A few weeks earlier, the Nigeria Meteorological Agency (NIMET) reported that peak rainfall would be between July and September. It stated that due to high soil moisture, there could be flash floods in cities, while people living in flood-prone areas would be likely to experience riverine flooding.

Map showing areas at risk of Coastal and Urban floods/HumAngle

Government response 

The National Emergency Management Agency has repeatedly called on authorities to strengthen preparedness and response at the state and local levels.  

The flooding in 2022 killed over 600 people and affected more than three million. 

In mid-march, it was reported that the government was planning to relocate 10,000 people from Mosun Kingdom in the Bassa area of Kogi following the impact of the floods last year.

“We will begin construction of buildings that would accommodate the affected villagers in two weeks if we are shown the piece of land by the traditional ruler and the Bassa Local Government authorities,” said the managing director of the Hydro-Electricity Power Producing Areas Development Commission, Abubakar Yelwa.

Yelwa added, “What we are afraid of is the flood for 2023, going by the prediction of NiMet, which says this year’s rain would be heavier than that of 2022, which may mean more flood than what we experienced”.

HumAngle has previously analysed the risk contributing to flooding in some locations. For instance, Lagos’s persistent vulnerability to intense rainfall and water overflow was linked to factors like low-lying coastal geography and weak flood control infrastructure. 

“The inability of the city’s wetland systems and lagoon to serve as a sponge for runoff water are also contributing to the perennial flood crisis that disrupts social-economic activities”, the report found.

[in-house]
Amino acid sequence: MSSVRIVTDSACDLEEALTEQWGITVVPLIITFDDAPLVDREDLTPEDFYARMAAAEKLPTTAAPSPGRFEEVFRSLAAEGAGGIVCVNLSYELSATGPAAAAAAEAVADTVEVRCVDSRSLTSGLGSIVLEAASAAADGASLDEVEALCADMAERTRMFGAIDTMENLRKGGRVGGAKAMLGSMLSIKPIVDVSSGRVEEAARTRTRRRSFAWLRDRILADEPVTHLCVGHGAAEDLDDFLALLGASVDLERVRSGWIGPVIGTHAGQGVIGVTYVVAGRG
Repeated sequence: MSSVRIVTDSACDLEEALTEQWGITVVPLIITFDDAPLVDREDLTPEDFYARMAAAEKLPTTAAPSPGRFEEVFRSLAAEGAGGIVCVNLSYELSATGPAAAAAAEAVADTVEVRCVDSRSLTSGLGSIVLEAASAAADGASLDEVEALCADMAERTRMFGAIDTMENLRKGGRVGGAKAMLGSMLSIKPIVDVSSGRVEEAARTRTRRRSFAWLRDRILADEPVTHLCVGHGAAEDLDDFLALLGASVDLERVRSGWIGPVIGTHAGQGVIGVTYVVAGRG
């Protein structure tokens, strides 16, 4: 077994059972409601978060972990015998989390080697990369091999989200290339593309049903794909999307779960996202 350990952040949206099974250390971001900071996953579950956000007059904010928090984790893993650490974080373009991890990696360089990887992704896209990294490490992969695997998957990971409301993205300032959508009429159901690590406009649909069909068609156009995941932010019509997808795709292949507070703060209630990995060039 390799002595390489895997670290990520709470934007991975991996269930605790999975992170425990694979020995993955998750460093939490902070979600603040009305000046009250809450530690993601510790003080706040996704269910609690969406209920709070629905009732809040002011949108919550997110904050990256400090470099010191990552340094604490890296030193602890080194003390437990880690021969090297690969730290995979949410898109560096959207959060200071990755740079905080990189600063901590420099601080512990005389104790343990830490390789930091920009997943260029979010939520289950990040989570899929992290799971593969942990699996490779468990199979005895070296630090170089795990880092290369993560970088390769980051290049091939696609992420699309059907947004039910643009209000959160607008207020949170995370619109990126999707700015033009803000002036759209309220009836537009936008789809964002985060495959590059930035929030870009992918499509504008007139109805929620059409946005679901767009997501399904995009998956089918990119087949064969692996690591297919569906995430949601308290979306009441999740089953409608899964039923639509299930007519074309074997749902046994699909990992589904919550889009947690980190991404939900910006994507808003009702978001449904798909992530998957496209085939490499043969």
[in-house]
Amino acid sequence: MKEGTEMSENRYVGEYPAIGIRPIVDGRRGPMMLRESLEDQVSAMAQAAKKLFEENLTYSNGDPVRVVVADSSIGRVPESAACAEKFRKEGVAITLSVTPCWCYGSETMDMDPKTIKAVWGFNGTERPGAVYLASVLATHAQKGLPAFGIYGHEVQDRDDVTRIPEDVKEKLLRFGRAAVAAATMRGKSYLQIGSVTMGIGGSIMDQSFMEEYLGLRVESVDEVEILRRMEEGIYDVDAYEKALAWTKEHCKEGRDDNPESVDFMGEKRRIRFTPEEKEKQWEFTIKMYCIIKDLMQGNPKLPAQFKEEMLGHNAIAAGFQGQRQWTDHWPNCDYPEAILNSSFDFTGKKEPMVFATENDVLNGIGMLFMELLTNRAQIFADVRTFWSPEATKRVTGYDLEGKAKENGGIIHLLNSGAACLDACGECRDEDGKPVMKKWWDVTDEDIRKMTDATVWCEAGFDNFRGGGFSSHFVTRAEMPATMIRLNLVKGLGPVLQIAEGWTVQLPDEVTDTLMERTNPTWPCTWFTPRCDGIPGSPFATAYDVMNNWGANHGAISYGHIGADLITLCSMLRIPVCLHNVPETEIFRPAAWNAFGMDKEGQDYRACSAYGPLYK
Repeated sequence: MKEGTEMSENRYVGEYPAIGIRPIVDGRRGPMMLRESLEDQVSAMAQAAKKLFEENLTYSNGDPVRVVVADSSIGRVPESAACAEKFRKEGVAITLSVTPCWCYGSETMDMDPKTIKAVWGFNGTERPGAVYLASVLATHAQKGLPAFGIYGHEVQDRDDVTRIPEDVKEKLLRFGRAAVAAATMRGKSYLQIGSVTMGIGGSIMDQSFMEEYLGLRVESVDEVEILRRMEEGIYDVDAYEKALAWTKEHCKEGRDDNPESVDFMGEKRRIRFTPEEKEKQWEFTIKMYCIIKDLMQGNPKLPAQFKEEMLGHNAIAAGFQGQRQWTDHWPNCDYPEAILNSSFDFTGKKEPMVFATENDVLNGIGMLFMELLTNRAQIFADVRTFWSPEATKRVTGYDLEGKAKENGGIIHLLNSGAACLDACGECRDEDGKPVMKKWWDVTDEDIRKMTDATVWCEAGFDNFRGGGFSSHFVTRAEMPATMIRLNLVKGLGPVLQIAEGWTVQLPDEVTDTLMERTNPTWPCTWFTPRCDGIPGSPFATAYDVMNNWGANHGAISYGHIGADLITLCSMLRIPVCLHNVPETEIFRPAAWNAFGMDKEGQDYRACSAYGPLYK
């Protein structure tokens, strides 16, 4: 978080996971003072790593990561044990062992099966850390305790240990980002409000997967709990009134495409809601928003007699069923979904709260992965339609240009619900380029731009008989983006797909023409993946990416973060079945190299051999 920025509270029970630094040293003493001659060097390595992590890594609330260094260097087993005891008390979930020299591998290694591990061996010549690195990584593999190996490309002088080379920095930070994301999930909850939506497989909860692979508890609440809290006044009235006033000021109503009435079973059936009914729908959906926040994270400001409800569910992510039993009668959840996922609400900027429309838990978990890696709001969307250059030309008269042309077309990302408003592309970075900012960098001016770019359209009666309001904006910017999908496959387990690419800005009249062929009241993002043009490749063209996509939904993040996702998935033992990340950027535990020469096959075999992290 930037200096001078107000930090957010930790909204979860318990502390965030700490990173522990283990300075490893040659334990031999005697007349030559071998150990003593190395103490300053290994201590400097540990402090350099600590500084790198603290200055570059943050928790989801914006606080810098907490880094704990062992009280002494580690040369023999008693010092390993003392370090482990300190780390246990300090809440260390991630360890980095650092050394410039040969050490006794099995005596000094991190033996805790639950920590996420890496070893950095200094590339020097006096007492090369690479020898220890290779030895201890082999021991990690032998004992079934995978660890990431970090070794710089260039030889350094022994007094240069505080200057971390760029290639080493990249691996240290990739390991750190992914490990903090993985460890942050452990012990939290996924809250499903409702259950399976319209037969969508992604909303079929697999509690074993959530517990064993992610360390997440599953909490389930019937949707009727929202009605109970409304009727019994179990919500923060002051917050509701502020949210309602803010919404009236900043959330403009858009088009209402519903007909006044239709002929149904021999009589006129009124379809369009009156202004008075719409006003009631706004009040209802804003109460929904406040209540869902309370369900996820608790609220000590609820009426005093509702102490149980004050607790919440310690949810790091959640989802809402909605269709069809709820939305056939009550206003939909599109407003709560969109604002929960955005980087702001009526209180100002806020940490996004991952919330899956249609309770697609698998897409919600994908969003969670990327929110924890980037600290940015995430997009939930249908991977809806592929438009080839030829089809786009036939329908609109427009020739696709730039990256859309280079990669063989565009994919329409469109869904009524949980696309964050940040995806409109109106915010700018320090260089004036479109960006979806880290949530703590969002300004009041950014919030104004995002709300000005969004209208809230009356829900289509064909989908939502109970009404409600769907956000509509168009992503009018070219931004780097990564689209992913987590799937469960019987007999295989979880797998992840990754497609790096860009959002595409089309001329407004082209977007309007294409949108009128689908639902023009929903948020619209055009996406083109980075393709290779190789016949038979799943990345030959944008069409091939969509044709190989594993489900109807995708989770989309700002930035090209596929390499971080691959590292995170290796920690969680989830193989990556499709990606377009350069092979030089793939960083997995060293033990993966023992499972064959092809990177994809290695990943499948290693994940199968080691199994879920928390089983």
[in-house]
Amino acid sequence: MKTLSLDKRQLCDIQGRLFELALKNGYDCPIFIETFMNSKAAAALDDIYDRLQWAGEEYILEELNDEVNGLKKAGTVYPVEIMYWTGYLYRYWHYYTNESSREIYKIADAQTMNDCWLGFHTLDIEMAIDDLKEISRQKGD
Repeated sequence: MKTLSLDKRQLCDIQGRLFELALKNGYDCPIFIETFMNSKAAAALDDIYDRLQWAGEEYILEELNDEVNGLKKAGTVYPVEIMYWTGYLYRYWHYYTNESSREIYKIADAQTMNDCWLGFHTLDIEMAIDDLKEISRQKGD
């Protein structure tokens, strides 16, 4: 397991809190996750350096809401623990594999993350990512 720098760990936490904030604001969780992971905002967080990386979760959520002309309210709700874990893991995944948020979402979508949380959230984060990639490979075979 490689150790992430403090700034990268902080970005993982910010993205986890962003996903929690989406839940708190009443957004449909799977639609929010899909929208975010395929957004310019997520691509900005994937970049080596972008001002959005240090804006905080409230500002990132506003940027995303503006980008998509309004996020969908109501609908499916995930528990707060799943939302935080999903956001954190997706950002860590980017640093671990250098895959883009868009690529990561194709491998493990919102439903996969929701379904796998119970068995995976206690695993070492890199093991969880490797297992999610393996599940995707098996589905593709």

Another report discovered that the effects of Kano city’s unrestrained urbanisation and inefficient flood control systems were responsible for torrential rainfall submerging neighbourhoods.  A review of satellite data also showed that building in green areas and near water bodies weakens the capability of natural water systems to protect the city.  

As the rains have begun across the country, Nigerians will be hoping that authorities will quickly roll out short-term measures such as improving the capacity drainages, reinforcing barriers and raising awareness, and preparing for emergencies. 

However, long-term solutions like investment in de-silting rivers to increase the capacity of the water they can carry, building buffer dams, and clearing clogged drainages are essential, the experts say.

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Mansir Muhammed

Mansir Muhammed is a senior GIS/OSINT specialist at HumAngle, with expertise in leveraging information technology, geographic research, open-source data, and visualisation techniques to enhance news publication.

Murtala Abdullahi

Abdullahi Murtala is a researcher and reporter. His expertise is in conflict reporting, climate and environmental justice, and charting the security trends in Nigeria and the Lake Chad region. He founded the Goro Initiative and contributes to dialogues, publications and think-tanks that report on climate change and human security. He tweets via @murtalaibin